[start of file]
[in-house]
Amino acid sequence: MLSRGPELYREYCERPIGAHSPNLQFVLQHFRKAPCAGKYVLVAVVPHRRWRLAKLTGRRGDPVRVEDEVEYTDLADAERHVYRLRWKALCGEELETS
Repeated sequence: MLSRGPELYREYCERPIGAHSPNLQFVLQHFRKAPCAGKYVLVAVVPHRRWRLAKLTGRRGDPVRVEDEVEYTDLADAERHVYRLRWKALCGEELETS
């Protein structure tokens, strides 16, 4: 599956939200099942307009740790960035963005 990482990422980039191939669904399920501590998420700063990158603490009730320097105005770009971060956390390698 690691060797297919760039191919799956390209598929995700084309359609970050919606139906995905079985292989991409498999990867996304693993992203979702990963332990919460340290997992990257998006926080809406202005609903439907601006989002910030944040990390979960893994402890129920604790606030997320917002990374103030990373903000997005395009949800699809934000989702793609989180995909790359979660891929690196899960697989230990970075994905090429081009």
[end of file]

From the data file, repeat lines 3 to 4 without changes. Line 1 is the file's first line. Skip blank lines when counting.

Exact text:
Repeated sequence: MLSRGPELYREYCERPIGAHSPNLQFVLQHFRKAPCAGKYVLVAVVPHRRWRLAKLTGRRGDPVRVEDEVEYTDLADAERHVYRLRWKALCGEELETS
């Protein structure tokens, strides 16, 4: 599956939200099942307009740790960035963005 990482990422980039191939669904399920501590998420700063990158603490009730320097105005770009971060956390390698 690691060797297919760039191919799956390209598929995700084309359609970050919606139906995905079985292989991409498999990867996304693993992203979702990963332990919460340290997992990257998006926080809406202005609903439907601006989002910030944040990390979960893994402890129920604790606030997320917002990374103030990373903000997005395009949800699809934000989702793609989180995909790359979660891929690196899960697989230990970075994905090429081009």